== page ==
As If Google Wasn't Everywhere Already

By Lori Castle, Editor in Chief — June 26, 2014

Android everywhere sums up the news from the 7th annual Google I/O developer conference, which started on June 25. According to Sundar Pichai, SVP, Android, Chrome & Apps, who opened the event, there are about 6,000 developers in attendance and millions more who watched the livestream. 
He recapped his talk in a blog post. "There are now one billion of you around the world who use an Android device. One billion. We estimate that’s more than 20 billion text messages sent every day. 1.5 trillion steps taken with an Android. And more importantly, a roughly estimated 93M selfies."
Google previewed its latest Android release—Android L—calling it "our most ambitious yet."  It includes 5,000 new APIs and a new, consistent design approach—"material design"—which will enable apps to run across devices. Google acquired Android in 2005 amid speculation that it would be entering the mobile phone market. That led to the Open Handset Alliance, the first Android phone and to the billions of today.
More Screens
Alas, it's time to move on from just the phone. "Mobile first" has become the buzz word for the enterprise, but many (including Google) would argue that's not enough anymore.
It's about multi-screens and user experience.
Pichai wrote, "But, beyond the mobile phone, many of us are increasingly surrounded by a range of screens throughout the day—at home, at work, in the car, or even on our wrist. So, we got to thinking: how do we invest more in our two popular, open platforms—Android and Chrome—to make it easier for you to easily and intuitively move from your phone, tablet, laptop to your TV, car or even your watch?"
To that end, he offered highlights from day one, and how Google plans to make that happen.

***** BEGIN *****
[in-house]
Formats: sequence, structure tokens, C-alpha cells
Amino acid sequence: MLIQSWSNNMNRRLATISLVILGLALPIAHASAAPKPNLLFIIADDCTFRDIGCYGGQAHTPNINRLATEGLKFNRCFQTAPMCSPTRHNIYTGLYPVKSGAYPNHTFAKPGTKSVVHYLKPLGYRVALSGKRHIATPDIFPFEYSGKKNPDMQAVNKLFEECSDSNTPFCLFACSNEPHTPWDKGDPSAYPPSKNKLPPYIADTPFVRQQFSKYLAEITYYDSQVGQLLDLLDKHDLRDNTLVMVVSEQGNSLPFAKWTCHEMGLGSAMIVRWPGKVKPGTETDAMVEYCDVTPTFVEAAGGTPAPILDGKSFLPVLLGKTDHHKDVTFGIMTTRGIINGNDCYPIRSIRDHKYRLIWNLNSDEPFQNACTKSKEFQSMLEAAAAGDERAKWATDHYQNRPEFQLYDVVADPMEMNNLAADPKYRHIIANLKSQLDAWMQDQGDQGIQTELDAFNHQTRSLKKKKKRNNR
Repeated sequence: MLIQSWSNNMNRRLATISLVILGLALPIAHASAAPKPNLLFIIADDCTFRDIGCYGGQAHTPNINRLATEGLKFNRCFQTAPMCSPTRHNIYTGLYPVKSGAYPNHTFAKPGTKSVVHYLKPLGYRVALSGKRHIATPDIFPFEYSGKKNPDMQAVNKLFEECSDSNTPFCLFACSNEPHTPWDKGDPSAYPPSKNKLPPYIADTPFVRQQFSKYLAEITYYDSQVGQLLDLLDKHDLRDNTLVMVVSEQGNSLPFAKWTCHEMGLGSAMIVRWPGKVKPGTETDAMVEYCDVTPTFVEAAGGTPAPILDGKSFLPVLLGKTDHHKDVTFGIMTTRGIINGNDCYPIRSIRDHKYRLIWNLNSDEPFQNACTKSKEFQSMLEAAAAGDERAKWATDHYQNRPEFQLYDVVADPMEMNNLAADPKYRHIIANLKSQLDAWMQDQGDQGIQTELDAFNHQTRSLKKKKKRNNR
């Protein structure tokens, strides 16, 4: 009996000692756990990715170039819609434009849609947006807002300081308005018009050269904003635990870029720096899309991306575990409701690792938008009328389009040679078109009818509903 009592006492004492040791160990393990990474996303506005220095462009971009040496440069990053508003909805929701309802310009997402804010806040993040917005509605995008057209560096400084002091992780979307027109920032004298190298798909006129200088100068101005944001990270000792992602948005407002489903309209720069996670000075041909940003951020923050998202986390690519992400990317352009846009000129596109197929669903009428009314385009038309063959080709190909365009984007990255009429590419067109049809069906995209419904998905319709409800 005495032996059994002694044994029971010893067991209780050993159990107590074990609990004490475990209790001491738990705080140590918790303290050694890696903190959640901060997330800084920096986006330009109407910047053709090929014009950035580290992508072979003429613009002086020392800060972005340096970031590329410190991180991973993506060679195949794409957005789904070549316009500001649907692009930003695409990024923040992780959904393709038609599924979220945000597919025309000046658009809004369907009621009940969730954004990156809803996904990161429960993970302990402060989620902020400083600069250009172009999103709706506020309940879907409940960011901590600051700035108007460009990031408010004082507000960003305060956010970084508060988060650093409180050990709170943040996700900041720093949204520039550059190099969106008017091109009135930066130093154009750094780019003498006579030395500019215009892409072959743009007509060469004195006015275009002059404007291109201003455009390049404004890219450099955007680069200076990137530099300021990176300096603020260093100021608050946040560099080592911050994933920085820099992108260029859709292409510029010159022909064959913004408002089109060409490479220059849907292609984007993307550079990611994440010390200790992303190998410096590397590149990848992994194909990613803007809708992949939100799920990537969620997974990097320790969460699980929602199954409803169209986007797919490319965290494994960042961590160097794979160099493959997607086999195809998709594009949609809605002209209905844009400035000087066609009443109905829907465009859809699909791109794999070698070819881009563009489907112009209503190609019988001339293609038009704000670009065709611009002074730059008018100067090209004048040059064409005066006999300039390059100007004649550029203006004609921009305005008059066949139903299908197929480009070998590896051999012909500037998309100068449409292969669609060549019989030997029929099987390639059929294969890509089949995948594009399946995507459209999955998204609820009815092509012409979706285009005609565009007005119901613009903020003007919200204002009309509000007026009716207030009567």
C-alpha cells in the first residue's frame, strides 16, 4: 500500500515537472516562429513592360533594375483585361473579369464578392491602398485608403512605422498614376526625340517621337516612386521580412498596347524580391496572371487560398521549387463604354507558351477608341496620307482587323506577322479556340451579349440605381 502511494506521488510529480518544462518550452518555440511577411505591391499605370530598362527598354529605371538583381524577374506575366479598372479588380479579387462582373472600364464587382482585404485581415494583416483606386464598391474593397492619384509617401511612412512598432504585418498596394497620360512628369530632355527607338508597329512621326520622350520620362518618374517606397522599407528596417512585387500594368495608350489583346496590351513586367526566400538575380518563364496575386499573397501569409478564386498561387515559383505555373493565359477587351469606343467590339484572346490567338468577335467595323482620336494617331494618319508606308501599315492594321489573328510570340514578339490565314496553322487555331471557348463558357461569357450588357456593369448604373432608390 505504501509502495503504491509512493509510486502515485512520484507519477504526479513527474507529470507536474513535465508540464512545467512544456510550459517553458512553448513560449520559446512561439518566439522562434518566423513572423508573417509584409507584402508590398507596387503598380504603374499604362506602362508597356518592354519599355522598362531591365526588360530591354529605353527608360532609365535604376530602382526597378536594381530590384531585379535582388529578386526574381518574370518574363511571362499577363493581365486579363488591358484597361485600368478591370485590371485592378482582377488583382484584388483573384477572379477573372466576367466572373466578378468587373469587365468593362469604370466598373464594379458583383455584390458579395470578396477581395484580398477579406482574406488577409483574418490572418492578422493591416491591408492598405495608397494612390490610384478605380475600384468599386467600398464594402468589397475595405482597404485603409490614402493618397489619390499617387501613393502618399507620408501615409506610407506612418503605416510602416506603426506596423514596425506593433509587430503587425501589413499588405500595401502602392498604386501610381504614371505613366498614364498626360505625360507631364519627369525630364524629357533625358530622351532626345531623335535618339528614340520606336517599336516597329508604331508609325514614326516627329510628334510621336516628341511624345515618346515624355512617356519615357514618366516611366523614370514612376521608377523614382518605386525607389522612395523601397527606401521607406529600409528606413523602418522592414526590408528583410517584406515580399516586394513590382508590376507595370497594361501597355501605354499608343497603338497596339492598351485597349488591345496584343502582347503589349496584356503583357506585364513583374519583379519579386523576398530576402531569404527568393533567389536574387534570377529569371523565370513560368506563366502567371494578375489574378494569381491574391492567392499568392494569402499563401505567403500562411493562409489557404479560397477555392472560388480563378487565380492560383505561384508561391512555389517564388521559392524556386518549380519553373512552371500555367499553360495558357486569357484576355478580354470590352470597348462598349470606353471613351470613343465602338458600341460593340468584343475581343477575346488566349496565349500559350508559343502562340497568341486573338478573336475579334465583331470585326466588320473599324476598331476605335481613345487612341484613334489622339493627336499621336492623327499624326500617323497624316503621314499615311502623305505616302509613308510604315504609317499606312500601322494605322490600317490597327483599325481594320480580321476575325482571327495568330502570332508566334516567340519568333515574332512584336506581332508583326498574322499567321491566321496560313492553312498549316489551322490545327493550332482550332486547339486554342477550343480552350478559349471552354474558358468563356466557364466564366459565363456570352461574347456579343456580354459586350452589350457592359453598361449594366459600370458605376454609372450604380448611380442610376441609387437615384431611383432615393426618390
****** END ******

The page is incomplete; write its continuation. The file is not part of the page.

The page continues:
On the Wrist
With the amount of times people check their phones for the time, emails, texts etc., Google believes it takes too much time. People should be free to handle "more important things."
Android Wear seeks to solve that problem; it extends Android apps to the wrist. "You get the information you need, quickly at a glance—just like you’re used to doing with your watch. Just say 'Ok Google' to ask questions or to get stuff done. Get alerted when it's time to leave for dinner. Call a cab to take you there. See the traffic on the way. Text a friend once you're seated. It’s all right there, on your wrist, easy to see, right when you want it," noted Pichai.
The available devices announced included an LG G Watch and Samsung Gear Live; Moto 360 from Motorola is coming soon. 
In the Car
How do you stay safely connected while driving, where even a turn of the wrist could be a hazard? Through Android Auto of course.
Pichai explained, "Just connect your Android phone to a car with Android Auto, and you’ll have what you need at your fingertips such as turn-by-turn navigation from Google Maps, your curated playlists and radio stations through Play Music, simple-to-use voice search, and reminders from Google Now."
Expect to see this in cars this year.
In the Living Room
Even though the couch is stationary, the living room is not and Google's "mobile" experience already extends there. Last summer the company launched Chromecast, and yesterday announced being on the same WiFi network; a customizable homescreen; and casting from and Android phone or tablet screen directly to the TV.
What else is new? Android TV. This brings Android apps and games to the living room. "Android is baked directly into your TV-watching experience, through a set-top box or as part of your TV. You can use voice search to find a live TV show, a good flick from Google Play, or a music video on YouTube. Plus, because it’s Android, you’ll be able to play your favorite Android games, reimagined for TV and with a gamepad. Android TV, which, like Chromecast, supports Google Cast technology, will ship with products from a range of consumer electronics companies later this year," wrote Pichai.
Partners here will include Sony and Sharp.
Android One
Realizing that the "next billion" still don't have smartphone access, Google created the Android One initiative, "to address the mobile computing needs of those in emerging markets." This will include affordable phones and affordable plans.
Pichai's entire (3 hour) keynote is available here.


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